I was a teenager and already a big movie fan when the Manson murders occurred, and I was stunned repeatedly by the attention to detail Tarantino shows over and over in this movie. Over and over I recognized films like the aforementioned Wrecking Crew or the Lancer TV series or nearly forgotten minor actors like Wayne Maunder and Sam Wanamaker. But Quentin Tarantino doesn’t just drop names or play clips from now-obscure TV shows. He weaves all these references into the plot and winds up involving the audience and getting them invested emotionally. The lengthy sequence on the Lancer set culminates in Leonardo DiCaprio, not Rick Dalton, providing an acting lesson. Is there a point to the movie, other than to indulge those looking for a trip down Memory Lane? Well, the contrast between Rick Dalton and Sharon Tate is clear, one going up and the other going down. But, ironically, even as he struggles to get guest star gigs on TV, Dalton finds that everyone around him still remembers him from Bounty Law (even members of the Manson Family). Down is not forgotten in Hollywood, where there’s always a Rick Dalton and a Sharon Tate.


From a technical standpoint, Once Upon a Time … in Hollywood is nearly flawless. The production design is amazingly detailed (this film should win the Oscar in this category), and the costuming deserves a nomination as well. The large ensemble cast is excellent, even though several only have one scene. Brad Pitt outdoes Leonardo DiCaprio by delivering one of his most easily assured performances ever (I suspect the studio will push him for Best Supporting Actor.) But while the period detail is fantastic, Quentin Tarantino is willing to play games with historical timelines when it suits him. Lancer had already been on TV for a year before Rick Dalton shot what was supposedly the pilot episode. Similarly, other films featured on billboards and marquees just weren’t playing during that period. And the Playboy Mansion, where Sharon Tate parties with the Mama Cass, wasn’t bought by Hugh Hefner until 1971. I’m sure Tarantino knew all this but decided to twist the facts to play to his personal preferences.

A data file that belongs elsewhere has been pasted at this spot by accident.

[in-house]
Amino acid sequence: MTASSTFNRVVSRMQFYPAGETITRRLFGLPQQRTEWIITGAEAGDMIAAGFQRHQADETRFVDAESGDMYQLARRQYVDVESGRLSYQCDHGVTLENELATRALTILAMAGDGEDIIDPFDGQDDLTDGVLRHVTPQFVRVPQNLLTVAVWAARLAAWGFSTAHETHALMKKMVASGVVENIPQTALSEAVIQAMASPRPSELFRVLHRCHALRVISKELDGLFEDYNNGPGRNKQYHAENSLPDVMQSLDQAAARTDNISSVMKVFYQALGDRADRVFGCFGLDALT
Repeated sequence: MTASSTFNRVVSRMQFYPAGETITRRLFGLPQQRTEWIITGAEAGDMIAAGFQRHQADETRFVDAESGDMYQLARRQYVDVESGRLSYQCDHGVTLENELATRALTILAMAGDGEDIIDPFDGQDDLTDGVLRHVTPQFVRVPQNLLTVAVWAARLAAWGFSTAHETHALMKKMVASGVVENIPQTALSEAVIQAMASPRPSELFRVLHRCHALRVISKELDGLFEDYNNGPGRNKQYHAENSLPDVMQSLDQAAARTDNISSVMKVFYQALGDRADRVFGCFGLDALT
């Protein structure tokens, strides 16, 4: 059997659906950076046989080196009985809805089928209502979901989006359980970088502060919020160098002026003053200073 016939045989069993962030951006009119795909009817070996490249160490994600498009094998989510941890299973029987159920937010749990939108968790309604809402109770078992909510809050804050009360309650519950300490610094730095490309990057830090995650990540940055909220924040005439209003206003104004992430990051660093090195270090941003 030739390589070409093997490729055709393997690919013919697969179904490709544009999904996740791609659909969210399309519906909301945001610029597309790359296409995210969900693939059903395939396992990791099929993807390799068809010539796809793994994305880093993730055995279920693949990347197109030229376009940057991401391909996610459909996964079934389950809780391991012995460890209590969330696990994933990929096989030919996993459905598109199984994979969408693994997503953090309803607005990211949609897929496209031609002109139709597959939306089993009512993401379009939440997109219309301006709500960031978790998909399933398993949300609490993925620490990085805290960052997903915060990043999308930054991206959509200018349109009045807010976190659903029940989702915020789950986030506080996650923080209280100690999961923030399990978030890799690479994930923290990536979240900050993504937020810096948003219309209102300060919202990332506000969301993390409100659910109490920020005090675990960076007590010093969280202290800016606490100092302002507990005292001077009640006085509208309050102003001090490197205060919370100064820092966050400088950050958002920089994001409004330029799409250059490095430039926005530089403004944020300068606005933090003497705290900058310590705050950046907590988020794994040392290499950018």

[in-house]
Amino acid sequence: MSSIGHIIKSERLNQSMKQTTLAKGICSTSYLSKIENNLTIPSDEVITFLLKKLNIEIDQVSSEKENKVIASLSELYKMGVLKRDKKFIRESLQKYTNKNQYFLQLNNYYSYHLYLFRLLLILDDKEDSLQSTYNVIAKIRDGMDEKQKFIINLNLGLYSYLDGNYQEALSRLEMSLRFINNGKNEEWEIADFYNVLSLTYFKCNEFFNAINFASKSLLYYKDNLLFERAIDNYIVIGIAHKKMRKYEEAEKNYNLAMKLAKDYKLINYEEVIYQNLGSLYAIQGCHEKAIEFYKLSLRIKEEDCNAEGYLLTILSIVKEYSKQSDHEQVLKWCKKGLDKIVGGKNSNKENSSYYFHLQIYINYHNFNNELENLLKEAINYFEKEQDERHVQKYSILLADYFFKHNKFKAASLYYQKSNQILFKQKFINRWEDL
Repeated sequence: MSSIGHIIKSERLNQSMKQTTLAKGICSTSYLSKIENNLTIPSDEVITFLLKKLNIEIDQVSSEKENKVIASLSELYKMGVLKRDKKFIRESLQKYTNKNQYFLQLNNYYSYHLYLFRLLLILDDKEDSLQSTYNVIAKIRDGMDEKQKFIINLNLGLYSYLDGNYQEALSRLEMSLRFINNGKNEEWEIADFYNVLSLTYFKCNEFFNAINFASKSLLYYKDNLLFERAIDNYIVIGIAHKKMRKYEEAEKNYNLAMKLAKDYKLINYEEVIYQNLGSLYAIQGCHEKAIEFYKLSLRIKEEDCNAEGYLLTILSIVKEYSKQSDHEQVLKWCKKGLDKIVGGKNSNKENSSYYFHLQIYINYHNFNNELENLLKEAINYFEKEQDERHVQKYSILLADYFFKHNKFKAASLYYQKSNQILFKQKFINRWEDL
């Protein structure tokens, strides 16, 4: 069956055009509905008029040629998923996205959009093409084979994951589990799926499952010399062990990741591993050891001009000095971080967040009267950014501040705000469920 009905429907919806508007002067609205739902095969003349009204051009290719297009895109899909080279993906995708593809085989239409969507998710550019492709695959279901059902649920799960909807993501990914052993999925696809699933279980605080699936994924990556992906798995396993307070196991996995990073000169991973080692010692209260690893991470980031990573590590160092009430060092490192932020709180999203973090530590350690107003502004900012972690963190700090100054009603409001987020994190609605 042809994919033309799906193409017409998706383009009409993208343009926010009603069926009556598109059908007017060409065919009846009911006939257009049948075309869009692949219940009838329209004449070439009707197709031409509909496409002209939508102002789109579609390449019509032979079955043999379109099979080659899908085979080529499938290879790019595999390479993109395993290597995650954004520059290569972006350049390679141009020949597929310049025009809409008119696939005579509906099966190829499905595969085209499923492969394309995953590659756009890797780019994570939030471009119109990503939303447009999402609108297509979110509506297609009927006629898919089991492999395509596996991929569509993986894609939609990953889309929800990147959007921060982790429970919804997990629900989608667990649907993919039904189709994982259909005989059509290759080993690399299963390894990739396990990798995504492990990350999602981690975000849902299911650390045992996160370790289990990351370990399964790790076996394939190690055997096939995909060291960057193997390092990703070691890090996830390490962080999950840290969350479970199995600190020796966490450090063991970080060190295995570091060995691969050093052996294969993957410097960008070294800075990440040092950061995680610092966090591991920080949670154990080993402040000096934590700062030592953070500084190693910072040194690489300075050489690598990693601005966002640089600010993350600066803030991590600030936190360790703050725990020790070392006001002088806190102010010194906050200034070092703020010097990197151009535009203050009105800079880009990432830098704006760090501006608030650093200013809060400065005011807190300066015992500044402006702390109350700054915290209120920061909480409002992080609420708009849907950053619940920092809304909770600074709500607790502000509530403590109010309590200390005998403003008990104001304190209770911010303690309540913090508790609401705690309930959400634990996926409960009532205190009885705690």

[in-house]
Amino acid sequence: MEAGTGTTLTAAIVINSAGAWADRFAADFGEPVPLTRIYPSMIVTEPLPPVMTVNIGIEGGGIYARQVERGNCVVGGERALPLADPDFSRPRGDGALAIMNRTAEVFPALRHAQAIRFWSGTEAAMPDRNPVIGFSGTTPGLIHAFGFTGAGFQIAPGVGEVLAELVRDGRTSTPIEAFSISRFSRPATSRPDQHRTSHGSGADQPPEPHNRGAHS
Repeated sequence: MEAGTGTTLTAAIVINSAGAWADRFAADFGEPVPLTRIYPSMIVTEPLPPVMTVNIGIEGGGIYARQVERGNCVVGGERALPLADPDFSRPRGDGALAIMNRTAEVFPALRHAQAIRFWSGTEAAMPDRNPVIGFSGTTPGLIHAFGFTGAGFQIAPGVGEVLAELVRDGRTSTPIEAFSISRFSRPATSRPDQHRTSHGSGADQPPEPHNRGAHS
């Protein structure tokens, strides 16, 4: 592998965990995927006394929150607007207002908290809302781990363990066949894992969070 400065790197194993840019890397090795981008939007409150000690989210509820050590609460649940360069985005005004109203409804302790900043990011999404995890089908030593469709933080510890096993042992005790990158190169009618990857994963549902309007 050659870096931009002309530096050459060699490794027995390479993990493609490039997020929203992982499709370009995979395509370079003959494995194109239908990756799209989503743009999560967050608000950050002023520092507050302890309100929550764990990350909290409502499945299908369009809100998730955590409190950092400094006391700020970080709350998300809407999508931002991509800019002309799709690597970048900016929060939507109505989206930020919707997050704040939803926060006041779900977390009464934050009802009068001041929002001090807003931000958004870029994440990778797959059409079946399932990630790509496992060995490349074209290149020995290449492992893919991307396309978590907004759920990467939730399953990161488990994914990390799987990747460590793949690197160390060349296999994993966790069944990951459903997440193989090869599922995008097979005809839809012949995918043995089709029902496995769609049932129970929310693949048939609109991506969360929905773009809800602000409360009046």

Quentin Tarantino was all of six years old when the events portrayed in this movie occurred. But he became a fan of these films in his youth (much as I came to like films from the 40s and 50s I never saw onscreen). This movie represents the culmination of his love affair with cinema. But he’s also made his most accessible film in years as well.  Once Upon a Time … in Hollywood conspicuously lacks the long rambling monologues that mark almost all Tarantino movies contain. Instead, his characters say what they need to quickly, allowing the film’s snappy pace to continue.


I’m not going to spoil the movie’s ending, even though most people already know it by now. For someone who has seen other Tarantino films, it should come as no surprise, but it should also not spoil the enjoyment of the movie. In fact, he provides an ending that matches the tone and theme of the film perfectly. Once Upon a Time … in Hollywood contains a tremendous number of in references, so fans of that era in Hollywood may well appreciate the film move than younger viewers do. However, great film making is great film making, no matter what the period in which it’s set. This is a movie that is excellent now and only stands to improve in the public eye over time.

In this clip, Leonardo DiCaprio asks Kurt Russell to give Brad Pitt a job.